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Rails Queries
# rails 2.3.5
p = Promotion.find(:first, :conditions => ["subdomain = ?", "foobar"])
# to find based on multiple conditions based on multiple associations
User.find(:all, :include => [:contact, :promotion], :conditions => [' = ? and = ?', '', 22])
# to find last record in old rails apps, rails 2
p = Promotion.find(:all, :order => "id desc", :limit => 1) # newest first
# and in ascending order
p = Promotion.find(:all, :order => "id asc", :limit => 1) # oldest first
# rails 3+
## PLUCK returns an array of attribute values (casted to some data type)
## rather than loading all attribute of every object in a query then maping
## or selecting the attributes we want.
## instead of
## we can use
## this avoids an N+1 query as stated by Richard W.
richardw [8:36 AM]
Although to make it go faster, may want to pre-include models or fetch w/ a sql + in clause to avoid an N+1 query like....
``` user_ids ={ |u| }
trip_sql = "SELECT FROM trips WHERE trips.user_id IN (#{user_ids.join(',')})"
trip_ids = self.connection.exec_query(trip_sql).map{|row|row['id']}
marcuss [8:44 AM]
What do you mean by avoid an `n + 1` query?
richardw [8:47 AM]
```user_ids ={ |u| }
trip_ids ={ |u|{ |t| } }.flatten.uniq.compact
First line: you get the users, which rails does something along the lines of:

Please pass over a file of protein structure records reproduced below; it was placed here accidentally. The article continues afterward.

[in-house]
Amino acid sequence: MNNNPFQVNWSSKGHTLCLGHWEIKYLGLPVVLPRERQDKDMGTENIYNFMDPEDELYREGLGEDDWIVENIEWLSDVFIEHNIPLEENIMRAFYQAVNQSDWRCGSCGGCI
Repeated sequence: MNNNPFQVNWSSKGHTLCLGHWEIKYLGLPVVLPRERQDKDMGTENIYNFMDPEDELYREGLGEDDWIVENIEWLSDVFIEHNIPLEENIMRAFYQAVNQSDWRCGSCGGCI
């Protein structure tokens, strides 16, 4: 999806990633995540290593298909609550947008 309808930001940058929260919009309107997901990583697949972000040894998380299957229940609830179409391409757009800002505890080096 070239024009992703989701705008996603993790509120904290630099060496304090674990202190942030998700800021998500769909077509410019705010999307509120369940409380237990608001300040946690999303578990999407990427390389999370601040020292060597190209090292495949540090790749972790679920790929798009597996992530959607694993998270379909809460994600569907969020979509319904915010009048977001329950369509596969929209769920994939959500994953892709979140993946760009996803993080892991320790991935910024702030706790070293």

`SELECT * FROM users where users.promotion_id = #{}`
Which is your 1 query
Second line, you get the trips for all those users. You're doing it via a map without preloading trips, so it will do:
```# Map iteration 1
SELECT * FROM trips where trips.user_id = #{} LIMIT 1
# Map iteration 2
SELECT * FROM trips where trips.user_id = #{} LIMIT 1
# Map iteration 3
SELECT * FROM trips where trips.user_id = #{} LIMIT 1
Which are your N queries.
Solution is to either preload trips (`self.users.includes(:trips)` if I remember the syntax), or do the query yourself (1 query to get whatever you need from trips like what I posted in my previous comment using the `IN` clause)
Doesn't matter as much in this case as it's not a web request so speed isn't as important here, but it's something to keep in mind because it does bite us in web requests (
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